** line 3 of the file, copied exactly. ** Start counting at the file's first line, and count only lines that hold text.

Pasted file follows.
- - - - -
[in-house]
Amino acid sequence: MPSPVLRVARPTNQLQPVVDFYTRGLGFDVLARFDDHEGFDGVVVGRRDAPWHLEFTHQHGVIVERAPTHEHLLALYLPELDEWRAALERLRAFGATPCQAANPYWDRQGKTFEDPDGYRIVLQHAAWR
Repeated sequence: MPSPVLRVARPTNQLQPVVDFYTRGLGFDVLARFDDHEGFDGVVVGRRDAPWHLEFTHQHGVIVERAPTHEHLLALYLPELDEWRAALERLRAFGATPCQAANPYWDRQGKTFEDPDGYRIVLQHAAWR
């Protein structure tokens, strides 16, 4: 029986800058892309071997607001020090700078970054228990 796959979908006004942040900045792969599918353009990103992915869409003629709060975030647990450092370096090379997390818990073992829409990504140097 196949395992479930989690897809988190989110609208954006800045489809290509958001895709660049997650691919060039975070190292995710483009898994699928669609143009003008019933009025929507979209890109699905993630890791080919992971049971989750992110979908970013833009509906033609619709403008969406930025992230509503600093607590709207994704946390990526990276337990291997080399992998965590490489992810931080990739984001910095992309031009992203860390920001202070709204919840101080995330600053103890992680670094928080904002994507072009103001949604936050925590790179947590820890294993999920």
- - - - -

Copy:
Repeated sequence: MPSPVLRVARPTNQLQPVVDFYTRGLGFDVLARFDDHEGFDGVVVGRRDAPWHLEFTHQHGVIVERAPTHEHLLALYLPELDEWRAALERLRAFGATPCQAANPYWDRQGKTFEDPDGYRIVLQHAAWR